Upcoming Talks at Starbase Indy 2018

Upcoming Talks at Starbase Indy 2018 October 30, 2018

I will be speaking at Starbase Indy this year, and they have a fantastic program lined up. Here are my two contributions which are offered jointly with my colleague Ankur Gupta:

Friday, November 23
Autonomous Computers and the Kobayashi Maru
Astrophysics, 8pm – 9:15pm
Tags: STEM, Presentation
James McGrath, Ankur Gupta

Kirk’s not the only one who dislikes no-win situations. The difficulty all humans face when it comes to no-win scenarios brings key aspects of human ethical reasoning into focus, whether they be captaining ships or programming our values into the software guiding autonomous vehicles.

Conversely, it also suggests that when situations arise in which there are genuinely no “good” options, whether on the road or near the neutral zone close to Klingon space, it may be advantageous to leave the hard decisions to machines rather than human beings. Let’s explore why.


Saturday, November 24
A Data-Driven Approach to Artificial Intelligence and Machine Freedom
Astrophysics, 4pm – 5:15pm
Tags: STEM, Presentation
James McGrath, Ankur Gupta

Philosophers, neuroscientists, computer programmers, and science fiction authors do not agree on what is meant by free will or whether or not humans possess it. Nuances in the definition of free will further complicates the issue. For example, do domesticated animals have free will? (Surely, your cat seems to, doesn’t it?) Does a human newborn child have free will to the same extent as they will have it later? Is free will a purely binary property, or does it exist on a continuum? A number of science fiction television shows – including not only Star Trek but also Westworld, Humans, and others – have explored some of these questions in terms of their moral, ethical, philosophical, societal, technological, legal, and religious implications. This session will use the metaphor of Commander Data as a basis for conversation about robots, rights, and responsibilities, both in realistic technological environments as well as imagined universes where machines (at least outwardly) express traits in the human image.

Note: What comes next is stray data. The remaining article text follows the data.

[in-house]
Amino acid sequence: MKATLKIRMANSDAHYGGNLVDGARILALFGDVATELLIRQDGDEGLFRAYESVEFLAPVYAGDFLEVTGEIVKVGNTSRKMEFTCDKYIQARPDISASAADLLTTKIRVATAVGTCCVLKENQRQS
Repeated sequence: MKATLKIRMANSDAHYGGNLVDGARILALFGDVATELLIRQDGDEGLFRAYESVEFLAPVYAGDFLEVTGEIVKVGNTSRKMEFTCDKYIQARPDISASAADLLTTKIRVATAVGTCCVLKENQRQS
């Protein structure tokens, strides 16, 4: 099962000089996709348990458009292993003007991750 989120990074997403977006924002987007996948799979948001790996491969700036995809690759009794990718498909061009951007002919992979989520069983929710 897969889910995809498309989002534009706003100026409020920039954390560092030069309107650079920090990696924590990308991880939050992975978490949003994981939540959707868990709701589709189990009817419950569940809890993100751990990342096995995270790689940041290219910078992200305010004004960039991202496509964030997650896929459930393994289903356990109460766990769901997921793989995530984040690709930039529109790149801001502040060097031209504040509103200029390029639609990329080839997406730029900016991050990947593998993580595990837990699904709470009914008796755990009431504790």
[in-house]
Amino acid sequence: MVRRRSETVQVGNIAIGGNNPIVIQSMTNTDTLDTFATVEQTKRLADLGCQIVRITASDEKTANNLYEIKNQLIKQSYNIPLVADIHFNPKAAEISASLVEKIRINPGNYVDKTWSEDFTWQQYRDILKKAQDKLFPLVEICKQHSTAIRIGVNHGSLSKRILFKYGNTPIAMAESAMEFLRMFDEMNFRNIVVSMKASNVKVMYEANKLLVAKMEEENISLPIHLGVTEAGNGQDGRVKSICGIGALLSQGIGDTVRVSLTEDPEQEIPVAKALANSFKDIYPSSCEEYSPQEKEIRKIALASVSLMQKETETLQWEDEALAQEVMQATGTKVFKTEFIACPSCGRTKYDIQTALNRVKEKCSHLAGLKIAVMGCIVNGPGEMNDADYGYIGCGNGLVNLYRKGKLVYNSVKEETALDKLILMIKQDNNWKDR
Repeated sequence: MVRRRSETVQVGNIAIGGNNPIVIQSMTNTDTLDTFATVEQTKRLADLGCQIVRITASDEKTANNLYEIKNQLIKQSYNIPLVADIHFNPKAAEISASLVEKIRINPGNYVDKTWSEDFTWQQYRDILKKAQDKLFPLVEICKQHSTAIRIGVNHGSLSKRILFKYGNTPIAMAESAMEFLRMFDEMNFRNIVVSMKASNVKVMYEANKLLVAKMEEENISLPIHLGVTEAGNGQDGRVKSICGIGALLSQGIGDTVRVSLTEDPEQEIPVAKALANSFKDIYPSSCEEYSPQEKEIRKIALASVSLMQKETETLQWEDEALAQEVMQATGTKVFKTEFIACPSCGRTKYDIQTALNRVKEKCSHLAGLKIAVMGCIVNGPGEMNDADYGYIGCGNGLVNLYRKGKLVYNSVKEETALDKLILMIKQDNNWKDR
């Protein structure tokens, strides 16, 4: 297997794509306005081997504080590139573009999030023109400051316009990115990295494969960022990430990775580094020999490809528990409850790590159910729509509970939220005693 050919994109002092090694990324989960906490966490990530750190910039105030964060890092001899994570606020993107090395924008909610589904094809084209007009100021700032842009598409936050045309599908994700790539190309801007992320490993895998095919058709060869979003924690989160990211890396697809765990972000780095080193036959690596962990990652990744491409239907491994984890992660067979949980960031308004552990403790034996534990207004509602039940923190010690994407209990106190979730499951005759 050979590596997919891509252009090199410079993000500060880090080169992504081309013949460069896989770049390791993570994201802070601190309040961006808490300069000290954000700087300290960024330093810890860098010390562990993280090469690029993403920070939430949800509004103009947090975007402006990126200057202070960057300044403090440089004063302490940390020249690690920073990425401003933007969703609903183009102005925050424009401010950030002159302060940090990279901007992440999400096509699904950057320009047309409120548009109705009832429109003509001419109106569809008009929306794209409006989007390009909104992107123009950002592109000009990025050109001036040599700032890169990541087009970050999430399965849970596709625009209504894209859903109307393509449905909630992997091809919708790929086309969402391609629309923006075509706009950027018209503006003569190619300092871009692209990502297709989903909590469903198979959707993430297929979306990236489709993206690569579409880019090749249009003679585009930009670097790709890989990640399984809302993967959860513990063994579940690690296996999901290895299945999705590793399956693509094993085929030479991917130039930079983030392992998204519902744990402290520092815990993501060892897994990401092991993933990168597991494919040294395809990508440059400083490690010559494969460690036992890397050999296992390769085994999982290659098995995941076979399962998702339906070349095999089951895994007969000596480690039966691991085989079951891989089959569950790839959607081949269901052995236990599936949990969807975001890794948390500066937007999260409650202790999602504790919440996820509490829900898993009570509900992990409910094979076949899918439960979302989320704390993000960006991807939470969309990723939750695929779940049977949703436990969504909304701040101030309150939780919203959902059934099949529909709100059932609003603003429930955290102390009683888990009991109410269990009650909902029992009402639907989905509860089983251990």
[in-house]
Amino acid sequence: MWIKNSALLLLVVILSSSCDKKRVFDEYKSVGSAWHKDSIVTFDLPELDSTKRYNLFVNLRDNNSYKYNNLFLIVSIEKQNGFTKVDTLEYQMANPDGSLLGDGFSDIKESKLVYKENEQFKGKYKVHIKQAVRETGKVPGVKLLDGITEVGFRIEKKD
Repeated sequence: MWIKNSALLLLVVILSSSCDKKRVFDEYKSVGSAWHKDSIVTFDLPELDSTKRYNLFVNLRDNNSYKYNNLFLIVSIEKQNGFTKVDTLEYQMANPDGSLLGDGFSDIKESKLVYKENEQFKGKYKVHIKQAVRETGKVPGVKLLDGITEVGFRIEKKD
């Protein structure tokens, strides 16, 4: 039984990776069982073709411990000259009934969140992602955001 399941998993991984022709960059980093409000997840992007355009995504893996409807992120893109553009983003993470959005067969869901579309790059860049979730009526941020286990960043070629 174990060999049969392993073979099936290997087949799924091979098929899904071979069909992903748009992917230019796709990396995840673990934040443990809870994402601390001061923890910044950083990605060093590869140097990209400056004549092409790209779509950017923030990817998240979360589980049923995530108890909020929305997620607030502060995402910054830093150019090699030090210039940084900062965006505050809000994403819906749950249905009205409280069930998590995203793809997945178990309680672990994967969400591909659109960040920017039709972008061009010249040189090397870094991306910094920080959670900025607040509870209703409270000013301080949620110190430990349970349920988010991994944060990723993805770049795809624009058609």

Take a look at the program to see what else is on there. It is so strange for me to see my own part of the program listed as having a STEM focus, while others are offering humanities approaches to topics such as the intersection of theology and Star Trek!

Of related interest, see the article about the robot that co-taught a course about philosophy – covering subjects like AI and just war theory – at West Point! Also, Joshua Kim talked about robots taking jobs and the future of higher education. New Scientist published articles recently about the trolley problem and driverless cars, and about our attachment to and anthropomorphizing of robots. Kate Darling gave a TED Talk on that last subject too. And Azerbaijan issued a visa to Sophia the robot when she visited the country – another first in robot history.

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